Review: ‘Dolittle’ Tries Too Hard


Dolittle is a befuddling and bewildering mess that’s barely passable for kids and nearly unwatchable for grownups. Writer/director Stephen Gaghan 175 million is filled with failed attempts at nostalgia and narrative that doesn’t seem to have an identity. Are we a comedy? Are we an action movie? It’s hard even to make heads or tails our this release. At one point, we are dealing with the grief on Dolittle losing his one true love, and then we are dealing with his newly formed phobia centering around interactions with humans. Have I mentioned that somehow Dragons are involved in this as well? It’s almost as if they said: “let’s try all of this” … and none of it worked“. Now yes, the idea of watching Animals talking and hitting one obvious punchline after another will resonate with little kids. Still, even after a bit, the kids weren’t laughing during those moments of the screening.

The storyline of this version of Dolittle is similar to its predecessor but with a few slight twists. The film begins with the good doctor being in mourning after the death of his one true love at sea. Instead of seeking help, he decided to shut the door of the very sanctuary which the Queen had given him years ago. He’s brought out of retirement at the request of the queen, who, on her death bed, calls upon the one man who can save her.

Robert Downey Jr.’s performance was this mixture of accents. At certain points, he sounded Scottish and at other times he seemed English. It was this mixture of dialects that became more a distraction than anything which could have enhanced the overall experience of the film. If Doolittle was striving for a more exotic feel to it then why not just the good doctor be from America living in England. Doing this at the very least would have taken some of the focus off of his ridiculous attempt at being exotic.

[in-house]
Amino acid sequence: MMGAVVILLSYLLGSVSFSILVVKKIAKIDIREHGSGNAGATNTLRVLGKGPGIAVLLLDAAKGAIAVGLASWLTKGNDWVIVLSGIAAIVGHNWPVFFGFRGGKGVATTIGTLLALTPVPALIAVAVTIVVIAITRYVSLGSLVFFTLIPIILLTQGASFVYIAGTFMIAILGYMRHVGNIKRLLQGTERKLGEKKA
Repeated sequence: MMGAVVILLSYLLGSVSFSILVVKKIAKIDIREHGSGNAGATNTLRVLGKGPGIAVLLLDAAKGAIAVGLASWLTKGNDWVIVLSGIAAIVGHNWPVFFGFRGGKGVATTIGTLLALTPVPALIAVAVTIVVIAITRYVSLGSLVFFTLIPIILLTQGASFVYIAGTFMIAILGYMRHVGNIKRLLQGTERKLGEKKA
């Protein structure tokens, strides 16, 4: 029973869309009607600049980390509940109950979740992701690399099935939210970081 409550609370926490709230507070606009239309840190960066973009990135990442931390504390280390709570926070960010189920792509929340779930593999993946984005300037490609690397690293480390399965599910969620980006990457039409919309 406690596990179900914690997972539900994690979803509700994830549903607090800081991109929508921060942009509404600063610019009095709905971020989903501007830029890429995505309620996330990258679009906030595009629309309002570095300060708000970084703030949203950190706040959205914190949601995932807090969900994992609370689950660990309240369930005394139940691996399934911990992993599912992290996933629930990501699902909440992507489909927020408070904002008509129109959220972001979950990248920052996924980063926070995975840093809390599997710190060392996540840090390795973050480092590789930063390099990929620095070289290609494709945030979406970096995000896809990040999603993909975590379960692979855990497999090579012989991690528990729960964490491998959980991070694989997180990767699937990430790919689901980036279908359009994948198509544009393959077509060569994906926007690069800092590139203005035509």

Dolittle also relied way too much upon “fart” jokes. Once, they would have been fine but sprinkling them throughout the film just diluted the punchline to a point where no one in the audience cared. As for the actual storyline, it’s hard to even develop a rational reason for what occurred with Dolittle. Gaghan starts the story off in one direction involving the good doctor’s seclusion and how the circumstances of one confused boy and a queen on her death bed brought him out from behind the gate. Now, had the film turned into this quest to find a way to save her, then the film would have made more sense but in the midst of the first act, we splinter off into this other plot point involving a plot to kill the queen and a jealous colleague of the good doctor. This killed any momentum we had built and took the film in this other direction. Then just as we feel a bit settled into this direction Dolittle took, we now apparently have to travel to an island that’s mystical which can’t be found on a map but can be found in his late wife’s journal which can only be acquired in the heavily guarded treasure room of his ex-father-in-law. With every direction, this film takes, it just gets that much convoluted.

Guillermo Navarro’s cinematography didn’t do this film any favors. Any chance they had to pan a shot and capture the beauty of their surroundings, the camera went in tight. Rather than feeling any connection with these characters, we merely accepted their presence, and that’s about all. While Downey Jr looked believable as the good doctor, the antagonists, Sheen, and Banderas, came off as comical. Sheen spends most of the movie with an oversized black goatee, and Banderas looks more punk than some vicious king. While I understand it’s a kid’s movie, but even that has its limits.


The performances in the film were okay, given the source material. Had the Gaghan crafted a narrative more in line with the original and not so different, we might have had a better outcome. But this mixture of elements just became a little too much to bear.

  • Overall

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